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Hope you like your Maker's Mark with a splash of water... - Page 2

post #16 of 27
Can a person really taste the difference between 40% ABV and 37?
post #17 of 27
Quote:
Originally Posted by Piobaire View Post

Can a person really taste the difference between 40% ABV and 37?
And between 37 and 34? 34 and 31? 31 and 28? If this is the beginning, where will it end, if they try to argue this way?
As an answer to your question, I think it completely depends on the liquor and the person drinking it. Some liquors are more prone to dilution than others while some people are more or less sensitive to alcohol (in a bad way, as in numbing), etc.

FWIW, Maker's Mark has 45% in Germany. Is this the regular proof in the US too? 42% would still be relatively high, but their reasoning is utter bullshit. If it didn't change the taste, why haven't they reduced the abv before?
post #18 of 27
Quote:
Originally Posted by b1os View Post

And between 37 and 34? 34 and 31? 31 and 28? If this is the beginning, where will it end, if they try to argue this way?
FWIW, Maker's Mark has 45% in Germany. Is this the regular proof in the US too? 42% would still be relatively high, but their reasoning is utter bullshit. If it didn't change the taste, why haven't they reduced the abv before?

40% is the standard in the US and Canada. It of course does not come out of the barrel this way but is watered down to obtain this. So they're going to water it down a little more. I just am unsure I could taste the difference at that level of alcohol. Taste it in a wine 12% vs. 15? Could well be. But at those high levels of alcohol in spirits? Doubting it.

Also, hard to imagine the gallonage we're talking about for 3% difference to materially increase their inventory.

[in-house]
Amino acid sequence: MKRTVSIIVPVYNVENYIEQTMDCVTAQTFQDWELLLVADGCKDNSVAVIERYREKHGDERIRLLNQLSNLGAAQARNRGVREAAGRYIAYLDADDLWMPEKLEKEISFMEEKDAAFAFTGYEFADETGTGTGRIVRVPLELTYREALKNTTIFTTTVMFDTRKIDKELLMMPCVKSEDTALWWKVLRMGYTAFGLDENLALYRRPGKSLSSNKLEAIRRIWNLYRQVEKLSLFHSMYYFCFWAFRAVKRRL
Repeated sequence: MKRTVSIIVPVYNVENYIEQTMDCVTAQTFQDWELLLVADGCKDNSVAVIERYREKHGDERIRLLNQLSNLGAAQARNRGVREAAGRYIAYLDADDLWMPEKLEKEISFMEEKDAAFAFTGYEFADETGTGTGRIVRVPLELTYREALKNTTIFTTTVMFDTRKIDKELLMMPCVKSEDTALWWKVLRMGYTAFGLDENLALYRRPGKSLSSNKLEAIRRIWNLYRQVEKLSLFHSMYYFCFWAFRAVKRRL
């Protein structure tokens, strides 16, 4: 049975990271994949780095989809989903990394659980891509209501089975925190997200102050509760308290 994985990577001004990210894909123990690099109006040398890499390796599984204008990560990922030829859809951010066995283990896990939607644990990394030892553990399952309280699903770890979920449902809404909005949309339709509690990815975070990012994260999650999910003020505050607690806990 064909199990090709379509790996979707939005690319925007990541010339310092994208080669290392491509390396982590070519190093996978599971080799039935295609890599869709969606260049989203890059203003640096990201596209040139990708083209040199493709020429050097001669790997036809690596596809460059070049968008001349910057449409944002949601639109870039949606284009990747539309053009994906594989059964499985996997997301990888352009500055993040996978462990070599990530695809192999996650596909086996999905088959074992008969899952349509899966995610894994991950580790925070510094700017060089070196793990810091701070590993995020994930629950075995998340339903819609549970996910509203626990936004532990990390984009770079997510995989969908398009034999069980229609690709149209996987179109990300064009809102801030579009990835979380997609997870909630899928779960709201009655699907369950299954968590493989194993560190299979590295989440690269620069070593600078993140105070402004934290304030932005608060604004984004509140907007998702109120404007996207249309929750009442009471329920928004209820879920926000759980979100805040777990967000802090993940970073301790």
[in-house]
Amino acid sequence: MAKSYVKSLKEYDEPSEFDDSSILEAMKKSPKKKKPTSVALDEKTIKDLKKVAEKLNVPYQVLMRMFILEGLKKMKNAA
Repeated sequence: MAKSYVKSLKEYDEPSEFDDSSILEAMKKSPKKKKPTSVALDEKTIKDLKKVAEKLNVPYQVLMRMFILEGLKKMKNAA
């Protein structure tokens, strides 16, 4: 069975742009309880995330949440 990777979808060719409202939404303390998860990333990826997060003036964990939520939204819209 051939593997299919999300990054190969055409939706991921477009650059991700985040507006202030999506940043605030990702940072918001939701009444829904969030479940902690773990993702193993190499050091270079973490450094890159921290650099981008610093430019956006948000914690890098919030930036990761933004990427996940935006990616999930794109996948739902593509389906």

post #19 of 27
That's a 10% change in the alcohol content, seems like it would have a subtle but noticeable effect for someone with a reasonably sensitive palate.


People talk about adding "a few drops" to change the profile of a whiskey. That's a percent or so change in the alcohol % for the average pour.
post #20 of 27
At lower volumes of alcohol I would tend to agree but once we get up there I start to wonder. And we are talking about Maker's Mark so probably no one is going to be really paying attention.
post #21 of 27
Yeah, 40% is standard abv here too, which is why I was confused by MM's 45%.

Like I edited above, I think it depends on the liquor. There has to be a point at which everyone notices a difference. If you compare 40% MM and 37% MM, you may taste a difference. It might not be very prominent, but it's likely there. If not, you may notice it when you further dilute it to 36%/35%/34%.. at some point, you have to notice a change. Will that breaking point be the same for every liquor? I doubt it. Will a 3% dillution not affect the taste? I doubt it. Will everyone notice it? I doubt it. But anyway, since they bottle it at 45% for the export's market and want to change it to 37% for the US market, that is quite a difference in abv, and I'm sure it's very noticeable. The question is why they don't begin with bottling 40% for the non-US market as opposed to diluting the US market's to a below-market-average-abv, and maybe, in addition, increase the price by a small margin.

Well, an 8% (or so) increase in bottlings seems sufficient for them to make such a decision.
post #22 of 27
Quote:
Originally Posted by gnatty8 View Post

If this IS true, and not some cynical, yet admittedly clever marketing strategy, I put the odds as very high that they will alienate their hardcore base, but the average bourbon drinker, particularly in the export market, won't even notice. In other words, they seem to have made a calculated decision that keeping their base happy is not as economic as selling more bottles of less potent whiskey.

Seems to have worked out just fine for Jack Daniel's, which has gone from 90 proof to 86 proof to 80 proof over the last 15 or 20 years without stopping sales growth. The people at Beam obviously think that their core customers won't be upset enough to stop buying, and I wouldn't bet on them being wrong.

Quote:
Originally Posted by Piobaire View Post

Also, hard to imagine the gallonage we're talking about for 3% difference to materially increase their inventory.

Remember that aged, barrel-proof Bourbon probably will be around 60% ABV. Going from 45% to 42% means that you can get around 6.67% more bottles out of a barrel, which isn't insignificant. I think that Maker's has cracked the million-case-per-year mark; so this move gives them 67,000 more cases to sell, without the capital expenditure or the lead time necessary to expand their production.